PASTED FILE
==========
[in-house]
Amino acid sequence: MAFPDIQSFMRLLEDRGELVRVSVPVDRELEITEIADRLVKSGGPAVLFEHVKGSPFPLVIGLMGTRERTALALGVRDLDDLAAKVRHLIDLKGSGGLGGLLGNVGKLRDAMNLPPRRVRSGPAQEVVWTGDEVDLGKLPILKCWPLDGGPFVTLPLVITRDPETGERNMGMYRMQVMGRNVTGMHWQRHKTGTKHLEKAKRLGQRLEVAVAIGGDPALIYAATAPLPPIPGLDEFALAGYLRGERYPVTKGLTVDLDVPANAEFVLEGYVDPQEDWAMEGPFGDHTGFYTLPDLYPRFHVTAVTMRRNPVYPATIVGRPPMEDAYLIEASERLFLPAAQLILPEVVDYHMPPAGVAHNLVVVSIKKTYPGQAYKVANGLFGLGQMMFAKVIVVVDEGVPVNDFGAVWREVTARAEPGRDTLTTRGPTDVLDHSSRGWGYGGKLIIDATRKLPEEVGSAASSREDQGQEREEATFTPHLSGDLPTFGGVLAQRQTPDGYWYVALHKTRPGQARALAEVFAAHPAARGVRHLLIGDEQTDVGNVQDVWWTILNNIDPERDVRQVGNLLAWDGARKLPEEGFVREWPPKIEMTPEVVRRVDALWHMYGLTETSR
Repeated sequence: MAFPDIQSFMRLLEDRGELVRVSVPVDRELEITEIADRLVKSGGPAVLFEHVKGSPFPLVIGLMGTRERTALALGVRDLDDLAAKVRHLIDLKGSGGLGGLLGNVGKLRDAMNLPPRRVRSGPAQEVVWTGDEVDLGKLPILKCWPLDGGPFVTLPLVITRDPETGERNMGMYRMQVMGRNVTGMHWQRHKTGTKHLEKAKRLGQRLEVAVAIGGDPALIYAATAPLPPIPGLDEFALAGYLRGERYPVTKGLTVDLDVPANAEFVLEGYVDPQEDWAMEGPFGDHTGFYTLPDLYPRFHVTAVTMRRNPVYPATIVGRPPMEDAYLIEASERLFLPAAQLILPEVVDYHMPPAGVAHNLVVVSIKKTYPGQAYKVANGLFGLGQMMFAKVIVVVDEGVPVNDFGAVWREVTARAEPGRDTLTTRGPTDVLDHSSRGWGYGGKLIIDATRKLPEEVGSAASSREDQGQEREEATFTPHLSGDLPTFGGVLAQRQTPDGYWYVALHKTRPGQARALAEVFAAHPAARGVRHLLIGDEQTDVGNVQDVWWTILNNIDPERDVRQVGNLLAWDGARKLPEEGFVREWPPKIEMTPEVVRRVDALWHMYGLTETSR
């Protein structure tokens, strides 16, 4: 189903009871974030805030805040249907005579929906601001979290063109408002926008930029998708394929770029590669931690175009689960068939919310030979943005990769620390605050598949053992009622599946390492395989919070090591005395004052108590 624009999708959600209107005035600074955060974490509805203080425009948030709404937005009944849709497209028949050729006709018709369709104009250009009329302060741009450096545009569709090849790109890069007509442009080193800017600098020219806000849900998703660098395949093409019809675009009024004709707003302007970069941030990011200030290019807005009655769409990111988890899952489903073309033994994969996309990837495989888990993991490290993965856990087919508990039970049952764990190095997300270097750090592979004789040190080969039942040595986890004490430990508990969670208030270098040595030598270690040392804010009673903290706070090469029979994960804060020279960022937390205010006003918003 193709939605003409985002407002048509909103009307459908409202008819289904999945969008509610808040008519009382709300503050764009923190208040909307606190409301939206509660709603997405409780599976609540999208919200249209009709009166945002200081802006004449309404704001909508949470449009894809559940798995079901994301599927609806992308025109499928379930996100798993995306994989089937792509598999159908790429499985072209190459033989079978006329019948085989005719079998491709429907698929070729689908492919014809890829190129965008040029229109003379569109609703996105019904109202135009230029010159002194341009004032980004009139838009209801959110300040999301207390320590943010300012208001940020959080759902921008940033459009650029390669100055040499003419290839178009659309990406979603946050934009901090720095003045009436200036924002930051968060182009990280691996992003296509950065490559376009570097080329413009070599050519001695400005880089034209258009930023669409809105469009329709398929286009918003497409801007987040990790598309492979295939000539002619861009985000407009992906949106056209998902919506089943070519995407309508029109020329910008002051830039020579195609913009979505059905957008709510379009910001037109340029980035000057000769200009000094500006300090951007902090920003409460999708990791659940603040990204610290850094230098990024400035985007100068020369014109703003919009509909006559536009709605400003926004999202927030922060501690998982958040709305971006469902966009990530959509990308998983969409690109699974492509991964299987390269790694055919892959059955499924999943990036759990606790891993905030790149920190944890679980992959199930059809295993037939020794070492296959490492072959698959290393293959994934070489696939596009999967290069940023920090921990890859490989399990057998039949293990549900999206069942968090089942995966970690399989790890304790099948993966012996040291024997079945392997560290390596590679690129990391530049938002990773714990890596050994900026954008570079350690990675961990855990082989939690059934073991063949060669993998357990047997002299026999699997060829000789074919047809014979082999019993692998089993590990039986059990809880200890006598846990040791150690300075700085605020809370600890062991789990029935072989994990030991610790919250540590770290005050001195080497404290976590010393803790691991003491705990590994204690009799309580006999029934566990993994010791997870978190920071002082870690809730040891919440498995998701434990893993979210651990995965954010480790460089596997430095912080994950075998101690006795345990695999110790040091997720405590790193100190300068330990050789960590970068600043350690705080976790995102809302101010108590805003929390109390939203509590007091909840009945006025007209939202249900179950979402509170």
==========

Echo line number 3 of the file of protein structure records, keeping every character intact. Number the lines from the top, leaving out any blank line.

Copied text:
Repeated sequence: MAFPDIQSFMRLLEDRGELVRVSVPVDRELEITEIADRLVKSGGPAVLFEHVKGSPFPLVIGLMGTRERTALALGVRDLDDLAAKVRHLIDLKGSGGLGGLLGNVGKLRDAMNLPPRRVRSGPAQEVVWTGDEVDLGKLPILKCWPLDGGPFVTLPLVITRDPETGERNMGMYRMQVMGRNVTGMHWQRHKTGTKHLEKAKRLGQRLEVAVAIGGDPALIYAATAPLPPIPGLDEFALAGYLRGERYPVTKGLTVDLDVPANAEFVLEGYVDPQEDWAMEGPFGDHTGFYTLPDLYPRFHVTAVTMRRNPVYPATIVGRPPMEDAYLIEASERLFLPAAQLILPEVVDYHMPPAGVAHNLVVVSIKKTYPGQAYKVANGLFGLGQMMFAKVIVVVDEGVPVNDFGAVWREVTARAEPGRDTLTTRGPTDVLDHSSRGWGYGGKLIIDATRKLPEEVGSAASSREDQGQEREEATFTPHLSGDLPTFGGVLAQRQTPDGYWYVALHKTRPGQARALAEVFAAHPAARGVRHLLIGDEQTDVGNVQDVWWTILNNIDPERDVRQVGNLLAWDGARKLPEEGFVREWPPKIEMTPEVVRRVDALWHMYGLTETSR